What is the Investment Advisers Act of 1940?

The Investment Advisers Act of 1940 is a U.S. federal law that defines the role and responsibilities of an investment advisor/adviser. Prompted in part by a 1935 report to Congress on investment trusts and investment companies prepared by the Securities and Exchange Commission (SEC), the act provides the legal groundwork for monitoring those who advise pension funds, individuals and institutions on investing. It specifies what qualifies as investment advice and stipulates who must register with state and federal regulators in order to dispense it.

What Shaped the Act

The original impetus of the Investment Advisers Act of 1940, as with most other financial regulations of the 1930s and 1940s, was the stock market crash of 1929 and its disastrous aftermath, the Great Depression.

Those calamities inspired the Securities Act of 1933, which succeeded in introducing more transparency in financial statements so investors could make informed decisions about investments, and to establish laws against misrepresentation and fraudulent activities in the securities markets.

In 1935, the SEC report to Congress warned of the dangers posed by certain investment counselors and advocated the regulation of those who provided investment advice. The same year as the report, the Public Utility Holding Act of 1935 passed, allowing the SEC to examine investment trusts.

Fast Fact

Investment Advisers Act and the Investment Company Act, both passed in 1940, protected consumers against misleading and fraudulent investment advice.

Those developments prompted Congress to begin work not only on the Investment Advisers Act but the Investment Company Act of 1940. This related bill clearly defined the responsibilities and requirements of investment companies when offering publicly traded investment products including open-end mutual funds, closed-end mutual funds, and unit investment trusts.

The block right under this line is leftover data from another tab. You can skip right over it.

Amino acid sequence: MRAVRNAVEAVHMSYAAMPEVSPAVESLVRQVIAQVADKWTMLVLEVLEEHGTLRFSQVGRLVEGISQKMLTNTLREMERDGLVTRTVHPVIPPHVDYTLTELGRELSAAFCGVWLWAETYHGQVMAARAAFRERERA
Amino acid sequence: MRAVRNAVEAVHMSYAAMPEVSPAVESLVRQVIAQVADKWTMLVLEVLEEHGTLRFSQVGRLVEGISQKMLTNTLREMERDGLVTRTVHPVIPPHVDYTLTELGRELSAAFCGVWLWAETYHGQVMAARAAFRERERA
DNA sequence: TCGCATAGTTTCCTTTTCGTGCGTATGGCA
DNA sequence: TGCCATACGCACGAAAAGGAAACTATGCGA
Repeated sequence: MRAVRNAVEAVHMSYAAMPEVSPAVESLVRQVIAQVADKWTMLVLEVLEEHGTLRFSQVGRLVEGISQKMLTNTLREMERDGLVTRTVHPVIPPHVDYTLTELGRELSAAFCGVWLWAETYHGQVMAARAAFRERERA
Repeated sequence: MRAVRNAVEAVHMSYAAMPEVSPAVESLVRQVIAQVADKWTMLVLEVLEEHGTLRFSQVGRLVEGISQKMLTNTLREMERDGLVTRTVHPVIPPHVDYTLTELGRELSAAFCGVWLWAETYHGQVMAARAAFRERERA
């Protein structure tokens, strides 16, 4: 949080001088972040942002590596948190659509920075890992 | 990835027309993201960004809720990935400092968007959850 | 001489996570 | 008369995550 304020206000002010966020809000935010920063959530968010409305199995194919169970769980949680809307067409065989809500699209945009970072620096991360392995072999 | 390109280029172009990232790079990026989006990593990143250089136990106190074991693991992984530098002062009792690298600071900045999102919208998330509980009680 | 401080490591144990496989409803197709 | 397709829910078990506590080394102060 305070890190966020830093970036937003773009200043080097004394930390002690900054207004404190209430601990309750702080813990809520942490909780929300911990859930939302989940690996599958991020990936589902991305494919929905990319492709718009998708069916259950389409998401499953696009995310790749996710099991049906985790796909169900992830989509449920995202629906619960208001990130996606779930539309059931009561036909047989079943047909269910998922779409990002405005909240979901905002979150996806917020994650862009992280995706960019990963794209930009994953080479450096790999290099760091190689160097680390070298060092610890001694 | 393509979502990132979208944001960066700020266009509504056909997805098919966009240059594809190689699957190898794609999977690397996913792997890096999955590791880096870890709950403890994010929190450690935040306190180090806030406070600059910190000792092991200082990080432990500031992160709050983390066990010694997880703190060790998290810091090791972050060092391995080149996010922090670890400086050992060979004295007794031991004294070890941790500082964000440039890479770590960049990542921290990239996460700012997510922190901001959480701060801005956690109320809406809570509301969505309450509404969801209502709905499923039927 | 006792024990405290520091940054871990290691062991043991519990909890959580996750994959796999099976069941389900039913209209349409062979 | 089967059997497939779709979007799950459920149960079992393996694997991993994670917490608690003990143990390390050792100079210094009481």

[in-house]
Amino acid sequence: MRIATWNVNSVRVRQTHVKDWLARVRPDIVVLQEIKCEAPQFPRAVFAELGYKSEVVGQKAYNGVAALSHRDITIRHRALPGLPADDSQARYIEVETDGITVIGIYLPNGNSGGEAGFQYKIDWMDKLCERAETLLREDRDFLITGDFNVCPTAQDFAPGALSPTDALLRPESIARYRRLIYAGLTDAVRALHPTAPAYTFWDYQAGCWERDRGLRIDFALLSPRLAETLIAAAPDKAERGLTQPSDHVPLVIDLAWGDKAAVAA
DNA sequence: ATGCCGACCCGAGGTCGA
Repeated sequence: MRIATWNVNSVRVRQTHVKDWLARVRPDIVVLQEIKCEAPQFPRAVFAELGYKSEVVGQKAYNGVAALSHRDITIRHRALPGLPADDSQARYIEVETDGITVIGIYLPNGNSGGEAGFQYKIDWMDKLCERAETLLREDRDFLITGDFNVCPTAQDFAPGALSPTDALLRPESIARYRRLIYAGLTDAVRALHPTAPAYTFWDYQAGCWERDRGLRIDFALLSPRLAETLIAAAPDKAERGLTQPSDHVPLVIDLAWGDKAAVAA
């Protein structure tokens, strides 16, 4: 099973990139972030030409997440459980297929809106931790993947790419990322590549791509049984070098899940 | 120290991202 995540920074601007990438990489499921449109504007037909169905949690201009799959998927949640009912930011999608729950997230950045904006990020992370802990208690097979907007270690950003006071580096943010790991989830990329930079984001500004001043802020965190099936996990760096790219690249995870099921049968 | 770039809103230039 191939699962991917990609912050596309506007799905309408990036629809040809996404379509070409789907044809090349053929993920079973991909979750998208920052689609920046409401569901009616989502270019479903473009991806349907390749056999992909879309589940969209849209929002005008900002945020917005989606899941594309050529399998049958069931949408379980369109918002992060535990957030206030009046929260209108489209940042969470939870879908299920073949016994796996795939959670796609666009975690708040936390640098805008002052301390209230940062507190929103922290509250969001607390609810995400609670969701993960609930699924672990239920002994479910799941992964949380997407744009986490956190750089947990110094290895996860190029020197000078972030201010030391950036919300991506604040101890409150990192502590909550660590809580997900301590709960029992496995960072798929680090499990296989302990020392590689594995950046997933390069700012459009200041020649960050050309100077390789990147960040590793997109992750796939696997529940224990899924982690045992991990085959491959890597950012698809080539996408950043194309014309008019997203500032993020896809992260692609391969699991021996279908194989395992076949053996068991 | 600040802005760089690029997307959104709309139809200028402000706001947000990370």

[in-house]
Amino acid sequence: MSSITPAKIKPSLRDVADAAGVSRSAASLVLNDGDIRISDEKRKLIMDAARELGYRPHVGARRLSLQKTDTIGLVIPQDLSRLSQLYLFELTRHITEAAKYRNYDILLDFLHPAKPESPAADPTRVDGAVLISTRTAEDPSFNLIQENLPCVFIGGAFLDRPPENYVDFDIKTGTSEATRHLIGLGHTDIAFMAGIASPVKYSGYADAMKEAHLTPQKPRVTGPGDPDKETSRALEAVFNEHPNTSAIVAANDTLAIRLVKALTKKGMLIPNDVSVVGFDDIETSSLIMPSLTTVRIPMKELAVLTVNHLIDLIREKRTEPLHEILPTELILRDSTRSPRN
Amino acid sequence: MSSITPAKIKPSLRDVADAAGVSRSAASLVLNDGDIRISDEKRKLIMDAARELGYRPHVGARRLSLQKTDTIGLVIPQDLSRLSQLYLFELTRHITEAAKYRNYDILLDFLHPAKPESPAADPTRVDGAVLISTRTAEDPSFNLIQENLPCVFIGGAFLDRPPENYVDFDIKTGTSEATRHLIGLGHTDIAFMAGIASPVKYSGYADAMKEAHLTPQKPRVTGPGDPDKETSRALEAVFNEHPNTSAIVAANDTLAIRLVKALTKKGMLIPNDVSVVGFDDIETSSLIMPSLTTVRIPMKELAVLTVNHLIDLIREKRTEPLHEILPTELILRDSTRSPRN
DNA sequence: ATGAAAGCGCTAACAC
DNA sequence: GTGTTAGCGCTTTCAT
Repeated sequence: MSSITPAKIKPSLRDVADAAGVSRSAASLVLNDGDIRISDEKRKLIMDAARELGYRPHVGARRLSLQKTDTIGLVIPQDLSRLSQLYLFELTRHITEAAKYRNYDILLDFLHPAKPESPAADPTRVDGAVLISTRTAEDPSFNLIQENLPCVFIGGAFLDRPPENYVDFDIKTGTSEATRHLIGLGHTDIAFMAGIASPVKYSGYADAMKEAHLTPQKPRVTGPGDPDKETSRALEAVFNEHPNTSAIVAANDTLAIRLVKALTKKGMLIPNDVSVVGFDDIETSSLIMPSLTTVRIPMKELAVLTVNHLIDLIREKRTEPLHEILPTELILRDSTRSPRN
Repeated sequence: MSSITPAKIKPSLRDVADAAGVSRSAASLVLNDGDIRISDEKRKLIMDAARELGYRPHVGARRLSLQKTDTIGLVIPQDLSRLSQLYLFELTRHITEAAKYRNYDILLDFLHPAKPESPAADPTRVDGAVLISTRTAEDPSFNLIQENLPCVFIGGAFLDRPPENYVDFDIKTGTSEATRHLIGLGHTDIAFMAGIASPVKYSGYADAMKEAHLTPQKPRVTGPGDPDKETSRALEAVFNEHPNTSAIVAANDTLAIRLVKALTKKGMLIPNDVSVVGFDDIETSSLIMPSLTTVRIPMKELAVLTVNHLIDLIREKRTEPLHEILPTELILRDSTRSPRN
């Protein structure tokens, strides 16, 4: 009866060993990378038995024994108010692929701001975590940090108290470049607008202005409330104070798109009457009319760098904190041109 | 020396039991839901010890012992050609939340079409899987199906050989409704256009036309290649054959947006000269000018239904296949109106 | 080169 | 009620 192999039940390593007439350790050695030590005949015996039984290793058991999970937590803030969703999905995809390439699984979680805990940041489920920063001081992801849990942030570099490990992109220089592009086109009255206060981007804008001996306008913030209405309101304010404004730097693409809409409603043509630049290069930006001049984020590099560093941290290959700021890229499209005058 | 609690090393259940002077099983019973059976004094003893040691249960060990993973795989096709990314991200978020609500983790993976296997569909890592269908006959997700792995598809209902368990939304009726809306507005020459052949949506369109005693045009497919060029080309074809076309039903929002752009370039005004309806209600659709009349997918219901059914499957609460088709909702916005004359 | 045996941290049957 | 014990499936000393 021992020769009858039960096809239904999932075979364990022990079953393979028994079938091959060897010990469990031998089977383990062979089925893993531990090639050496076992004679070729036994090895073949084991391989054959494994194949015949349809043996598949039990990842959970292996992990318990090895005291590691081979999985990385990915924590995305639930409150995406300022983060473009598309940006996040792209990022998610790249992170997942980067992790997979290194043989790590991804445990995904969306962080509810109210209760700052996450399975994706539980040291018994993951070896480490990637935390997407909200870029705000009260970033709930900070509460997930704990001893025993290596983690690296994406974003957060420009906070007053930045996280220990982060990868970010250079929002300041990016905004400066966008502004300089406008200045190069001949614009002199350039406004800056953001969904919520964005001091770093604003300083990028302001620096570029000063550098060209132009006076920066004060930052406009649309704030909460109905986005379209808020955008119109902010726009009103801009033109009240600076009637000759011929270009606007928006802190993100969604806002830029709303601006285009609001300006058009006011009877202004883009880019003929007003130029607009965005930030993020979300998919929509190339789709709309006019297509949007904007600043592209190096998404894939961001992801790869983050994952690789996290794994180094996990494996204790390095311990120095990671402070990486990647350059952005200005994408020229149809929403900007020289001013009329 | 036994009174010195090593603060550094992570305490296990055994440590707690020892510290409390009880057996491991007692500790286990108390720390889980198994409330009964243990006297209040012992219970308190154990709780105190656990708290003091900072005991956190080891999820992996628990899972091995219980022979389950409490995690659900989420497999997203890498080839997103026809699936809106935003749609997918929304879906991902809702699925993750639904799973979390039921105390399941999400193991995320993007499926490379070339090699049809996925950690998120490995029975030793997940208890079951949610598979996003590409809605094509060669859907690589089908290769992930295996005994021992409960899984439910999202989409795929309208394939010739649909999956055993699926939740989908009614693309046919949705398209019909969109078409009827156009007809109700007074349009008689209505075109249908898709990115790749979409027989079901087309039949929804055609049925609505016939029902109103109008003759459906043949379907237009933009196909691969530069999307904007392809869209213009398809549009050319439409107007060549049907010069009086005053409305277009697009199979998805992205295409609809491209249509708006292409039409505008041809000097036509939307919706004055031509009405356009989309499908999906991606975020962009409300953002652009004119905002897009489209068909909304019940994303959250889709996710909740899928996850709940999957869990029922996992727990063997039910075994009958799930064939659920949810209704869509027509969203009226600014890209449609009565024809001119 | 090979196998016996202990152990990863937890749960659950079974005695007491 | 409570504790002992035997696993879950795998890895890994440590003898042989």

Establishing Advisor Criteria

The Investment Advisers Act addressed who is and isn't an advisor/adviser by applying three criteria: what kind of advice is offered, how the individual is paid for their advice/method of compensation, and whether or not the lion's share of the advisor's income is generated by providing investment advice (the primary professional function). Also, if an individual leads a client to believe they are an investment adviser (by presenting themselves as that in advertising, for example), they can be considered one.

The act stipulates that anyone providing advice or making a recommendation on securities (as opposed to another type of investment) is considered an advisor. Individuals whose advice is merely incidental to their line of business may not be considered an advisor, however. Some financial planners and accountants may be considered advisors while some may not, for example.

The detailed guidelines for the Investment Advisers Act of 1940 can be found in Title 15 section 80b-1 of the United States Code.

$25 Million in Assets

How much an advisor/adviser needs to have under management to be required to register with the SEC under the Investment Advisers Act of 1940.

Registration as an Advisor

The agency with whom advisors need to register depends mostly on the value of the assets they manage, along with whether they advise corporate clients or only individuals. In general, advisors who have at least $25 million in assets under management or provide advice to investment companies are required to register with the SEC. Advisors managing smaller amounts typically register with state securities authorities.

Those amounts were amended by Dodd-Frank Wall Street Reform and Consumer Protection Act of 2010, which allowed many advisors who previously registered with the SEC to now do so with their state regulators, because they managed less money than the new federal rules required. But the Dodd-Frank Act also initiated registration requirements by those who manage private funds, such as hedge funds and private equity funds, who were previously exempt from registration despite often managing very large sums of money for investors.

According to the SEC, the cumulative impact of the Dodd-Frank Act registration changes was "a 10% decrease in the number of advisers registered with the Commission, but a 13% increase in the total assets under management of those registered advisers."